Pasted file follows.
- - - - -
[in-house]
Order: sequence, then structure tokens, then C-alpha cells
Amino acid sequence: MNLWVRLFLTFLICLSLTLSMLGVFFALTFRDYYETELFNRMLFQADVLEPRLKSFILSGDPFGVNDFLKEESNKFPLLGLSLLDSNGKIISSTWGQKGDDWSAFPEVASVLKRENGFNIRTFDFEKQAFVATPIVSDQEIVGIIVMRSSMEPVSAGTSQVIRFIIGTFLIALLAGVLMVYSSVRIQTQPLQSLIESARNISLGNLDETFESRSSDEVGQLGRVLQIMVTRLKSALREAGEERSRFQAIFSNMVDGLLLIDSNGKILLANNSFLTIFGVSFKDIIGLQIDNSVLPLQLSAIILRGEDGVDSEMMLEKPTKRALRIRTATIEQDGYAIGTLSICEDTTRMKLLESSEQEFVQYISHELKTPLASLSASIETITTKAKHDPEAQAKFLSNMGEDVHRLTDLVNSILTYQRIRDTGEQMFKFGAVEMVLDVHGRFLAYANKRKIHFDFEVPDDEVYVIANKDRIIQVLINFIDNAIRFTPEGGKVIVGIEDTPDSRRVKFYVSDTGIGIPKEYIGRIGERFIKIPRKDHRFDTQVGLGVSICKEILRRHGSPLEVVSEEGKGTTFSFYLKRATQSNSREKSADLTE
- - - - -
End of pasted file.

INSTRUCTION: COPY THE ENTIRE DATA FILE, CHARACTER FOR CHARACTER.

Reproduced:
[in-house]
Order: sequence, then structure tokens, then C-alpha cells
Amino acid sequence: MNLWVRLFLTFLICLSLTLSMLGVFFALTFRDYYETELFNRMLFQADVLEPRLKSFILSGDPFGVNDFLKEESNKFPLLGLSLLDSNGKIISSTWGQKGDDWSAFPEVASVLKRENGFNIRTFDFEKQAFVATPIVSDQEIVGIIVMRSSMEPVSAGTSQVIRFIIGTFLIALLAGVLMVYSSVRIQTQPLQSLIESARNISLGNLDETFESRSSDEVGQLGRVLQIMVTRLKSALREAGEERSRFQAIFSNMVDGLLLIDSNGKILLANNSFLTIFGVSFKDIIGLQIDNSVLPLQLSAIILRGEDGVDSEMMLEKPTKRALRIRTATIEQDGYAIGTLSICEDTTRMKLLESSEQEFVQYISHELKTPLASLSASIETITTKAKHDPEAQAKFLSNMGEDVHRLTDLVNSILTYQRIRDTGEQMFKFGAVEMVLDVHGRFLAYANKRKIHFDFEVPDDEVYVIANKDRIIQVLINFIDNAIRFTPEGGKVIVGIEDTPDSRRVKFYVSDTGIGIPKEYIGRIGERFIKIPRKDHRFDTQVGLGVSICKEILRRHGSPLEVVSEEGKGTTFSFYLKRATQSNSREKSADLTE